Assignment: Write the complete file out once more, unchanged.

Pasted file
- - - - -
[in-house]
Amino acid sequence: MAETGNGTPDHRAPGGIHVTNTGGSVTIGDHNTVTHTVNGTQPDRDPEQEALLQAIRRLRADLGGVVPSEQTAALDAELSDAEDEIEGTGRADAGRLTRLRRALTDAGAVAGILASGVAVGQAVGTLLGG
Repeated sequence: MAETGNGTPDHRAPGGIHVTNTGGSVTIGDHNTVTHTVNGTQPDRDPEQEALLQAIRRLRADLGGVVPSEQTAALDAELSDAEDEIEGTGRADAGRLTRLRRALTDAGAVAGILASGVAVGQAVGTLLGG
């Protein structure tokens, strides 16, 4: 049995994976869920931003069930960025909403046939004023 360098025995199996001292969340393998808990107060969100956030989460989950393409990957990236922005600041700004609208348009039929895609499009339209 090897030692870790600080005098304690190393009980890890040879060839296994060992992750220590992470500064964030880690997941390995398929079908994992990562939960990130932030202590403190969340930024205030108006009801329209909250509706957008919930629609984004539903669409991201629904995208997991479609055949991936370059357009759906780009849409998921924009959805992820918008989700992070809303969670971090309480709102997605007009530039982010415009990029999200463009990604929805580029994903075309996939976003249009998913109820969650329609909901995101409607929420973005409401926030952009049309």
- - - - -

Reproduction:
[in-house]
Amino acid sequence: MAETGNGTPDHRAPGGIHVTNTGGSVTIGDHNTVTHTVNGTQPDRDPEQEALLQAIRRLRADLGGVVPSEQTAALDAELSDAEDEIEGTGRADAGRLTRLRRALTDAGAVAGILASGVAVGQAVGTLLGG
Repeated sequence: MAETGNGTPDHRAPGGIHVTNTGGSVTIGDHNTVTHTVNGTQPDRDPEQEALLQAIRRLRADLGGVVPSEQTAALDAELSDAEDEIEGTGRADAGRLTRLRRALTDAGAVAGILASGVAVGQAVGTLLGG
């Protein structure tokens, strides 16, 4: 049995994976869920931003069930960025909403046939004023 360098025995199996001292969340393998808990107060969100956030989460989950393409990957990236922005600041700004609208348009039929895609499009339209 090897030692870790600080005098304690190393009980890890040879060839296994060992992750220590992470500064964030880690997941390995398929079908994992990562939960990130932030202590403190969340930024205030108006009801329209909250509706957008919930629609984004539903669409991201629904995208997991479609055949991936370059357009759906780009849409998921924009959805992820918008989700992070809303969670971090309480709102997605007009530039982010415009990029999200463009990604929805580029994903075309996939976003249009998913109820969650329609909901995101409607929420973005409401926030952009049309």